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Powering A House With A Generator – The Hows You Need to Know

Buying a portable generator is an excellent decision to make if you want to ensure that you will be able to provide backup power for your house in case of a power outage. Below are some safety considerations to bear in mind, so you and your loved ones are always on the safe side.

How to Choose the Right Generator – What Size to Buy

It is essential that you work out your TEL (Total Electrical Load) – the total power the electronics and appliances you have in your household consume every day to determine the optimal size your generator should have. A generator that is too big will cost you a lot of money to buy, install, fuel, repair, and maintain. On the other hand, a generator that is too small for your needs won’t be able to run your major appliances during a power outage. Plus, forcing it to provide more watts than the device can deliver for long periods of time will not only cause it to overload and eventually breakdown but also damage the appliances it powers. Before you choose from the selection of generators for sale, take into account:

  • The type of your electrical appliances you will need to operate (i.e. A/C units and refrigerators require a lot of power to run as opposed to lights that need a little).
  • The number of electrical appliances in the household.
  • Whether your must-run appliances have moving parts (i.e. pumps) as they will call for increased power consumption at startup.

Below is an illustrative list of the power requirements of some household electrical appliances and the size of generator that will best suit your needs (here is a tool to help convert kVA to Watts if necessary).

  • Use a 2.4 kVA generator to operate power tools or small appliances that are rated up to 1000 watts, such as a TV, toaster, heating unit, frypan, jigsaw, portable drill, small refrigerator, and an up to ½ hP motor.
  • Select a 4.4 kVA generator to run a small A/C unit, a microwave, power tools that are rated up to 2200 watts, heating, a radial saw, a small pump, and an up to ¾ hP motor.
  • An 8 kVA generator will cover your need to power tools that are rated up to 3400 watts, like a clothes dryer, a hot water service and all of the above-mentioned appliances and tools that require more substantial amounts of power (for example, a non-inverter air conditioner can consume between 1000 and 2500 watts depending on type and brand).

The size of your portable generator largely depends largely on your needs. Will you install one to power up your lighting? Run certain household appliances? The entire home? When you figure that one out, you can search for the generator with the required power. However, you may also ask to have your generator fully customised based on your specific needs.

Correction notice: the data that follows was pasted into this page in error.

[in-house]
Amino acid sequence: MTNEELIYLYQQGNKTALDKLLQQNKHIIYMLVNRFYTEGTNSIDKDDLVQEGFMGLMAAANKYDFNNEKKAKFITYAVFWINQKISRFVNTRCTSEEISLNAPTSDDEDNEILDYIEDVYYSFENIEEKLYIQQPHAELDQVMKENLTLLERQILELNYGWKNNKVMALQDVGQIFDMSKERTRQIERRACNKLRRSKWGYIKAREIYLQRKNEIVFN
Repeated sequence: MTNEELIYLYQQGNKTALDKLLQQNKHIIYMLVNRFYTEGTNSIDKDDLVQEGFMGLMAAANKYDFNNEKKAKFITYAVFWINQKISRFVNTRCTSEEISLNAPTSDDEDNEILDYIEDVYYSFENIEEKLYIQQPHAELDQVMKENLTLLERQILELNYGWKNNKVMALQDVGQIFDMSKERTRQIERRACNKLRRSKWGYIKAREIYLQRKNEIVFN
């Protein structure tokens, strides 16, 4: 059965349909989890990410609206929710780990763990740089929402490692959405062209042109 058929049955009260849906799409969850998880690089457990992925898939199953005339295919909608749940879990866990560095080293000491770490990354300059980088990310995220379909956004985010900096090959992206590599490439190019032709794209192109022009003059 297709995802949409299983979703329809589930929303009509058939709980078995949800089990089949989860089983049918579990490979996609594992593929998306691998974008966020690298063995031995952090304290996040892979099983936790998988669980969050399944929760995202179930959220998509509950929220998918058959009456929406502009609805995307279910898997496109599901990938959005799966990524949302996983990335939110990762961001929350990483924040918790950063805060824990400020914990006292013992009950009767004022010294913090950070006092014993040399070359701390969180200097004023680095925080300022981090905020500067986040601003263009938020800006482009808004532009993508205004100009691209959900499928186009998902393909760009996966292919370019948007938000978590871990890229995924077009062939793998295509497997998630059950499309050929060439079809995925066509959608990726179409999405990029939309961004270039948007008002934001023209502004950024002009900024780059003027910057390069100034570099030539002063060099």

Where to Place the Generator

Given that a portable generator emits carbon monoxide gas, it is crucial that you prevent exhaust fumes from entering the home. So, choose a location away from the doors and windows. Also, encasing a generator in a soundproof enclosure (i.e. a garden shed) will help reduce the noise levels produced by one. Just make sure there is enough room around the unit for proper air circulation.

Tips:

  • To minimise the risk of an accident/injury and fire, store the fuel for your portable generator in a separate area (preferably in a non-glass safety container away from fuel-burning appliances) that you can safely lock when you are not using it.
  • Consider installing a carbon monoxide alarm. You will find many battery-operated models on the market.

How to Install your Generator

The safest way to connect a generator to your electrical supply during an outage is by using a transfer switch that increases the usefulness of your unit and also makes power management easy for you to do. This means that a transfer switch allows you to use a small, less expensive portable unit to meet your wattage requirements. Plus, it prevents back-feed, which can cause a fire and, of course, damage your generator.

Another way to install a portable generator is by using heavy-duty cables, which, however, increases the likelihood of personal injury if you are not careful during installation and maintenance (i.e. ravelled extension cords may cause the generator to overheat).

Important Notes:

  • Avoid plugging the generator into a wall outlet to power your home’s wiring (aka back-feeding). You put neighbours and utility workers that share the same utility transformer as you at serious risk of electrocution.
  • Always have a licensed electrician connect your unit to the house wiring (if you need to power your appliances that way) according to both Ergon and Energex requirements, and the Australian/New Zealand Wiring Rules.
  • If you use heavy-duty cords to plug devices into the unit, make sure they are cut- and tear-free and that they are rated in amps or watts equal or over the total amount of load of the connected devices.

Last, but not least, never try to refuel your unit while it is still hot to prevent the ignition of engine parts from fuel spilt. Instead, let the generator cool down first before you proceed.


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